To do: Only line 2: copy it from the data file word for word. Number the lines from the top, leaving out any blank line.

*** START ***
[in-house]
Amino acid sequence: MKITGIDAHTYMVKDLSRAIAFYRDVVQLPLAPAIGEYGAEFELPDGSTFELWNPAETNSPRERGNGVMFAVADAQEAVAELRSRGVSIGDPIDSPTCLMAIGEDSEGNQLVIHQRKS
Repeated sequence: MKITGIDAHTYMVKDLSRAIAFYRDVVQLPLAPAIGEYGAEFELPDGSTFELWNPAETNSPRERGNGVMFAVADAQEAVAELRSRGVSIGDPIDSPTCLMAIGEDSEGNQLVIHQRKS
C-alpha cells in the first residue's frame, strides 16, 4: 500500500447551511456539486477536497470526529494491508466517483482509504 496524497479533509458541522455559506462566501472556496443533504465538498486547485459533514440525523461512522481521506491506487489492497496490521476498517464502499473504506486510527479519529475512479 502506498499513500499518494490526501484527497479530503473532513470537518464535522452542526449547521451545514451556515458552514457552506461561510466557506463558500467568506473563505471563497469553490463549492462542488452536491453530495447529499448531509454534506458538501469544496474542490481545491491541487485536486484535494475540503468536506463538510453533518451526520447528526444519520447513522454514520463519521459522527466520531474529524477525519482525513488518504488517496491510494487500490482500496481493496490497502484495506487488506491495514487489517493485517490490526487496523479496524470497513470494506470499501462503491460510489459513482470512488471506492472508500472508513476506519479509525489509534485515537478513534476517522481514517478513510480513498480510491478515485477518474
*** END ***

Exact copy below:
Amino acid sequence: MKITGIDAHTYMVKDLSRAIAFYRDVVQLPLAPAIGEYGAEFELPDGSTFELWNPAETNSPRERGNGVMFAVADAQEAVAELRSRGVSIGDPIDSPTCLMAIGEDSEGNQLVIHQRKS